Nonprofit on the Rocks - Hiring Outside the Box

Season 4 | Episode 8

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"The boat represents a journey. And usually a journey is work, so they’re rowing. And you’ll notice the two people in the boat are sitting side by side.  Because the journey is something we are all on together. And if you’re doing your job well, you won’t know who is supporting who." 


Matt talks to Edward Amey, CEO of Jay Nolan Community Services, an organization that supports children and adults with autism and other intellectual and developmental disabilities. 

The pair discuss the mutually beneficial value of hiring adults with disabilities; what it takes to be the CEO of a nonprofit; the importance of having a supportive life partner; and why it took Matt getting chewed out by a client with a disability to realize, “Hey! They really ARE just like us!” 


Matt: 

We are in this country looking for workers. Every place is, has signs out for workers, right?  So within the IDD (Intellectual Developmental Disability) community--folks who can work, who are willing to be employed, what is the percentage of unemployment in that community?

Edward Amey:

it's north of 75%. 

Matt:

It’s horrendous. So people who can work who are  intellectually, developmentally disabled. 75% of that population is not employed. Has not been hired. And so this is my question.

If we are all looking for people to work for us, every store you look at, why aren't there more IDD folks who are employed and working at those stores? 

Edward:

We're seeing movement there.  That's basically the challenge I laid down to the division here at Jay Noland that focuses on employment support services and they saw it as an opportunity.

Now their challenge is also hiring people to support,  job coach, job developers, so that it's sort of as a circular hampering. But,  this has opened up the conversation, Matt. It's incredible.  And so, programs like Jay Noland already had in place. We have a partnership with College of the Canyons in, Santa Clarita,  and with the, or this, this great thing called the Uniquely Abled Academy.

We have folks on the Autism spectrum, and other developmental disabilities that they have to test. And the math test is incredible. In fact, I don't think I could pass it,  to get into this program to be trained  to operate CNC machines, and that's computer numerically controlled machines,  they build parts for things that go into aerospace and  cars, and even little tiny,  tchotchkes.

But that have to be precise and they have to be the same every single.  and these machines are extremely expensive and  they operate 'em on 24 hours, three shifts. And so this program trains individuals in that. And then,  Jay Noland comes alongside and provides the training. We provide the soft skills training, how to interview,  be a good employee, interact with colleagues and  all those different things.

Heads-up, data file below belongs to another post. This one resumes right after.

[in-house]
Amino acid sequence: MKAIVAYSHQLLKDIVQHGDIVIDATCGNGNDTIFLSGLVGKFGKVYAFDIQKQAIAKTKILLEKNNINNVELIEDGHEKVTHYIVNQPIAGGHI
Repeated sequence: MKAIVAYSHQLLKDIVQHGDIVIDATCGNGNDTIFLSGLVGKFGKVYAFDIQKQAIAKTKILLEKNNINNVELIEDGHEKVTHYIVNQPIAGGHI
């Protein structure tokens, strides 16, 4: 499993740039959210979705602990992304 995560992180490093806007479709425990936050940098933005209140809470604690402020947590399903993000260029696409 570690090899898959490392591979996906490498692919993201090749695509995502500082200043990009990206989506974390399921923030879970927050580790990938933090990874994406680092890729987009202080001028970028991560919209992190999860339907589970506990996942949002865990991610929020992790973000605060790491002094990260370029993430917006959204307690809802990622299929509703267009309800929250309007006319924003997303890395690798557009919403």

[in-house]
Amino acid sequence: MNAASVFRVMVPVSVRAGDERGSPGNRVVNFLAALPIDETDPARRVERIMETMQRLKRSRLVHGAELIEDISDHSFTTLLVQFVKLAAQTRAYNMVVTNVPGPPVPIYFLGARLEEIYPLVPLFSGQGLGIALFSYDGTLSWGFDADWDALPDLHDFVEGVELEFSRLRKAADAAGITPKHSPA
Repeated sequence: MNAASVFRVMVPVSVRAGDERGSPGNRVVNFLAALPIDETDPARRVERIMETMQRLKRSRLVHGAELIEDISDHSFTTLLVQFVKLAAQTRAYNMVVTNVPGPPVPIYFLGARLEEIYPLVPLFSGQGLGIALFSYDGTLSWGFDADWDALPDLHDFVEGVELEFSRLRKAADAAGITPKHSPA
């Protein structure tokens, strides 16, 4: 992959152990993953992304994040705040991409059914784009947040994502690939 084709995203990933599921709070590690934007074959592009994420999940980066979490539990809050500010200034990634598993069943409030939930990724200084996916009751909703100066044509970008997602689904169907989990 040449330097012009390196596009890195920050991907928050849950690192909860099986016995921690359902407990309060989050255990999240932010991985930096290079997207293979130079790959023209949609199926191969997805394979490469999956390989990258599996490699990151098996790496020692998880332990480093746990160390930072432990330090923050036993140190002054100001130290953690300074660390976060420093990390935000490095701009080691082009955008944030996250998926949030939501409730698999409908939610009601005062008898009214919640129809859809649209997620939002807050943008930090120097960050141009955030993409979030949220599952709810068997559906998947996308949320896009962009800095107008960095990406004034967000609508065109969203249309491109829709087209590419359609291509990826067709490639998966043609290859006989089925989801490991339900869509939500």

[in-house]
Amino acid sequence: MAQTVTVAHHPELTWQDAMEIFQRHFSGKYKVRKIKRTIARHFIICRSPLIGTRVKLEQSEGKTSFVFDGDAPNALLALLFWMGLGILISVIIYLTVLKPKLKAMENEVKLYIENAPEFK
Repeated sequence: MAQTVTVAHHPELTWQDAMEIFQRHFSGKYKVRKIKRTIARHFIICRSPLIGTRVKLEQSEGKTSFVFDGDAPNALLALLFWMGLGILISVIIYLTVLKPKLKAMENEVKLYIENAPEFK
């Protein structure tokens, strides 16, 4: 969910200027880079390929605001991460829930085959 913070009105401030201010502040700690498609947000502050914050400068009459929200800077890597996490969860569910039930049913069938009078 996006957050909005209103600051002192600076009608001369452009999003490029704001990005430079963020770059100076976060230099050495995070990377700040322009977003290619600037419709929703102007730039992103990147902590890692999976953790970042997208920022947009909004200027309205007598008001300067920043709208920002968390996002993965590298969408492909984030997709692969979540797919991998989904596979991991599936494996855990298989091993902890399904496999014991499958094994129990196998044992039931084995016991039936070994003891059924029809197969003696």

Interview skills, resume writing, and then we provide a job fair at the end, and then support them, in their role until we can fade out from that. And we have a 98% placement rate because they are really, really good at this.

It is in their wheelhouse. It's, and that's why it's called the Uniquely Abled Academy, because it's, instead of saying, Hey, do something that'll make you feel good. It's, I have solved a business problem for you. Your job is repetitive and it's exacting. And I have people who are really, really good at that.

 And they're making a fantastic wage. Well, one guy owns his own condo,  and  he works  the knock shift and rides his mountain bike during the day cuz that's what makes him. He's living his best life.  And  he's a taxpayer, unfortunately for like the rest of us, but,  hits his contribution.

 We had one individual that came into a company,  and at that point in time the part that they were making, the average among the team was,  eight an hour. And  that,  doubt to make it as exact and all that. Three months into his employment there, his personal average was.

Now that makes, Oh, that's cool. No, that's a 50% increase straight to that employer's bottom line. Hmm. He's like, When's your next cohort ? And,  when we do our job fair, it is the day of their graduation. And of the 10 in this last cohort, seven had multiple job offers that day. …

So, let me introduce you to  a different mindset, which is employees you may need to train a little bit, or you may need to be tolerant of a job coach with them.

But you will get their very best every day.


LINKS:

Learn More about Jay Nolan Community Services.


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With offices in Los Angeles and New York, Envision Consulting works exclusively with nonprofits all across the country on executive and supported search, strategic planning and partnerships, and other organizational transitions, with diversity, equity and inclusion integrated into all of our practices.